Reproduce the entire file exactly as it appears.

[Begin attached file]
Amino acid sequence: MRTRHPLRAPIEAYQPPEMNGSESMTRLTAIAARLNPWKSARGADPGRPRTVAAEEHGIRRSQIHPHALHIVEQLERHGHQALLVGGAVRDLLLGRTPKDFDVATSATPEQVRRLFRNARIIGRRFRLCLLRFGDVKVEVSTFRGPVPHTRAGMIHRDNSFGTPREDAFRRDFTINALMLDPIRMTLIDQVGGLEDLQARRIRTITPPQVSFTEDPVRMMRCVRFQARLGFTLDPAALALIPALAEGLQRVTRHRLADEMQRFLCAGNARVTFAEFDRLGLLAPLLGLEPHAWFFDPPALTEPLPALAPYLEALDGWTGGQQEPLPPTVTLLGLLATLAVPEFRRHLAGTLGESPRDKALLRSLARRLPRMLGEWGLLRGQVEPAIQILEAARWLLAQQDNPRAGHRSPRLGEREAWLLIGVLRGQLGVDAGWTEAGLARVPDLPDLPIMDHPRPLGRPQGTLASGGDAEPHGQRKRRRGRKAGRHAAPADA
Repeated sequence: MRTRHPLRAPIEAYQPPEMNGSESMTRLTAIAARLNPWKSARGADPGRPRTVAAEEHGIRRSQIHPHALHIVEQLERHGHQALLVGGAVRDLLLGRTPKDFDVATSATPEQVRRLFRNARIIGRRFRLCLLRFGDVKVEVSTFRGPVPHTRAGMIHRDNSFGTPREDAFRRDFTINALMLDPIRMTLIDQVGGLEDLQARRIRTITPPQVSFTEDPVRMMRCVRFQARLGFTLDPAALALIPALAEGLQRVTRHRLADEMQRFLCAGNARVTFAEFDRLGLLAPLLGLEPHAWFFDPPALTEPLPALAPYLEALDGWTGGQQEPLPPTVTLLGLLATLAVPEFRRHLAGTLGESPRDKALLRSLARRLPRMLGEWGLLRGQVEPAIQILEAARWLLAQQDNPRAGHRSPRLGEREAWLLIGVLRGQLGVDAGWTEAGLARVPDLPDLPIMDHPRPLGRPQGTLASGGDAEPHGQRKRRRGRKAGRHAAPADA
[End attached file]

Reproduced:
Amino acid sequence: MRTRHPLRAPIEAYQPPEMNGSESMTRLTAIAARLNPWKSARGADPGRPRTVAAEEHGIRRSQIHPHALHIVEQLERHGHQALLVGGAVRDLLLGRTPKDFDVATSATPEQVRRLFRNARIIGRRFRLCLLRFGDVKVEVSTFRGPVPHTRAGMIHRDNSFGTPREDAFRRDFTINALMLDPIRMTLIDQVGGLEDLQARRIRTITPPQVSFTEDPVRMMRCVRFQARLGFTLDPAALALIPALAEGLQRVTRHRLADEMQRFLCAGNARVTFAEFDRLGLLAPLLGLEPHAWFFDPPALTEPLPALAPYLEALDGWTGGQQEPLPPTVTLLGLLATLAVPEFRRHLAGTLGESPRDKALLRSLARRLPRMLGEWGLLRGQVEPAIQILEAARWLLAQQDNPRAGHRSPRLGEREAWLLIGVLRGQLGVDAGWTEAGLARVPDLPDLPIMDHPRPLGRPQGTLASGGDAEPHGQRKRRRGRKAGRHAAPADA
Repeated sequence: MRTRHPLRAPIEAYQPPEMNGSESMTRLTAIAARLNPWKSARGADPGRPRTVAAEEHGIRRSQIHPHALHIVEQLERHGHQALLVGGAVRDLLLGRTPKDFDVATSATPEQVRRLFRNARIIGRRFRLCLLRFGDVKVEVSTFRGPVPHTRAGMIHRDNSFGTPREDAFRRDFTINALMLDPIRMTLIDQVGGLEDLQARRIRTITPPQVSFTEDPVRMMRCVRFQARLGFTLDPAALALIPALAEGLQRVTRHRLADEMQRFLCAGNARVTFAEFDRLGLLAPLLGLEPHAWFFDPPALTEPLPALAPYLEALDGWTGGQQEPLPPTVTLLGLLATLAVPEFRRHLAGTLGESPRDKALLRSLARRLPRMLGEWGLLRGQVEPAIQILEAARWLLAQQDNPRAGHRSPRLGEREAWLLIGVLRGQLGVDAGWTEAGLARVPDLPDLPIMDHPRPLGRPQGTLASGGDAEPHGQRKRRRGRKAGRHAAPADA